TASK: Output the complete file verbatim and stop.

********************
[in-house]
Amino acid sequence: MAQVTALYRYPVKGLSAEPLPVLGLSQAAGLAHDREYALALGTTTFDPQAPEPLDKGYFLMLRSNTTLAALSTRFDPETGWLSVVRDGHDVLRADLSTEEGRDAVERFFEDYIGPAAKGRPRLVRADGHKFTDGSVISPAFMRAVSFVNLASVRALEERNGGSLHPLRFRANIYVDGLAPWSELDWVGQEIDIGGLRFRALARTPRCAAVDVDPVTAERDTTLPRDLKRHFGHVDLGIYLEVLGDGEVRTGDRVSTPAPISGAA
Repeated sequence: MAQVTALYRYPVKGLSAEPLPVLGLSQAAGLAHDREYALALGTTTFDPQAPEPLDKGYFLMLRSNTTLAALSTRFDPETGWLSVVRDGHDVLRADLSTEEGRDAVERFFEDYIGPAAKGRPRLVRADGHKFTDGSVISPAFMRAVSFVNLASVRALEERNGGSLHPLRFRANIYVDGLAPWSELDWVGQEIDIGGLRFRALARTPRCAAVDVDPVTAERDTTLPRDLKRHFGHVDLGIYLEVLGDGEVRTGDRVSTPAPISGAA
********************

[in-house]
Amino acid sequence: MAQVTALYRYPVKGLSAEPLPVLGLSQAAGLAHDREYALALGTTTFDPQAPEPLDKGYFLMLRSNTTLAALSTRFDPETGWLSVVRDGHDVLRADLSTEEGRDAVERFFEDYIGPAAKGRPRLVRADGHKFTDGSVISPAFMRAVSFVNLASVRALEERNGGSLHPLRFRANIYVDGLAPWSELDWVGQEIDIGGLRFRALARTPRCAAVDVDPVTAERDTTLPRDLKRHFGHVDLGIYLEVLGDGEVRTGDRVSTPAPISGAA
Repeated sequence: MAQVTALYRYPVKGLSAEPLPVLGLSQAAGLAHDREYALALGTTTFDPQAPEPLDKGYFLMLRSNTTLAALSTRFDPETGWLSVVRDGHDVLRADLSTEEGRDAVERFFEDYIGPAAKGRPRLVRADGHKFTDGSVISPAFMRAVSFVNLASVRALEERNGGSLHPLRFRANIYVDGLAPWSELDWVGQEIDIGGLRFRALARTPRCAAVDVDPVTAERDTTLPRDLKRHFGHVDLGIYLEVLGDGEVRTGDRVSTPAPISGAA